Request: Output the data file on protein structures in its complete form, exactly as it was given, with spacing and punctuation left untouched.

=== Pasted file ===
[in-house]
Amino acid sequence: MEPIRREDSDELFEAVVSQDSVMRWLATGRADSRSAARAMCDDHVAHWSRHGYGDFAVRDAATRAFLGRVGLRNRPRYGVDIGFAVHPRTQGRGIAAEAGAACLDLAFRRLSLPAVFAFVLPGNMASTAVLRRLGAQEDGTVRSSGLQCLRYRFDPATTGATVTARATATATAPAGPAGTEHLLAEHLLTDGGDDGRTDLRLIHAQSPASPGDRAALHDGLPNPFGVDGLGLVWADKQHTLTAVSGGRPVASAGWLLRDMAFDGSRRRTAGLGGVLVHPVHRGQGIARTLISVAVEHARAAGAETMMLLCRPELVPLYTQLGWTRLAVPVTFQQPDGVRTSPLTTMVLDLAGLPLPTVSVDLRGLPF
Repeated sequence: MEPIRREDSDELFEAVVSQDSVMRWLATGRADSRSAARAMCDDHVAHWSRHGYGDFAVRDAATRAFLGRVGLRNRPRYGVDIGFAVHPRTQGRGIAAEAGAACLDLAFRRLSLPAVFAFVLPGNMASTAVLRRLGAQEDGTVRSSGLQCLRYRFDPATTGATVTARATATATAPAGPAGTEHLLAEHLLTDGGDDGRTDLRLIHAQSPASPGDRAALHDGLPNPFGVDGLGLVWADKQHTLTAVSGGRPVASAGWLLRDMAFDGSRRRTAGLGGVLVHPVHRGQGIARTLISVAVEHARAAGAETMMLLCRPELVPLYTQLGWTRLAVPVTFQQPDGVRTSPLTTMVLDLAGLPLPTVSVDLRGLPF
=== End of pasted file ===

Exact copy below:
[in-house]
Amino acid sequence: MEPIRREDSDELFEAVVSQDSVMRWLATGRADSRSAARAMCDDHVAHWSRHGYGDFAVRDAATRAFLGRVGLRNRPRYGVDIGFAVHPRTQGRGIAAEAGAACLDLAFRRLSLPAVFAFVLPGNMASTAVLRRLGAQEDGTVRSSGLQCLRYRFDPATTGATVTARATATATAPAGPAGTEHLLAEHLLTDGGDDGRTDLRLIHAQSPASPGDRAALHDGLPNPFGVDGLGLVWADKQHTLTAVSGGRPVASAGWLLRDMAFDGSRRRTAGLGGVLVHPVHRGQGIARTLISVAVEHARAAGAETMMLLCRPELVPLYTQLGWTRLAVPVTFQQPDGVRTSPLTTMVLDLAGLPLPTVSVDLRGLPF
Repeated sequence: MEPIRREDSDELFEAVVSQDSVMRWLATGRADSRSAARAMCDDHVAHWSRHGYGDFAVRDAATRAFLGRVGLRNRPRYGVDIGFAVHPRTQGRGIAAEAGAACLDLAFRRLSLPAVFAFVLPGNMASTAVLRRLGAQEDGTVRSSGLQCLRYRFDPATTGATVTARATATATAPAGPAGTEHLLAEHLLTDGGDDGRTDLRLIHAQSPASPGDRAALHDGLPNPFGVDGLGLVWADKQHTLTAVSGGRPVASAGWLLRDMAFDGSRRRTAGLGGVLVHPVHRGQGIARTLISVAVEHARAAGAETMMLLCRPELVPLYTQLGWTRLAVPVTFQQPDGVRTSPLTTMVLDLAGLPLPTVSVDLRGLPF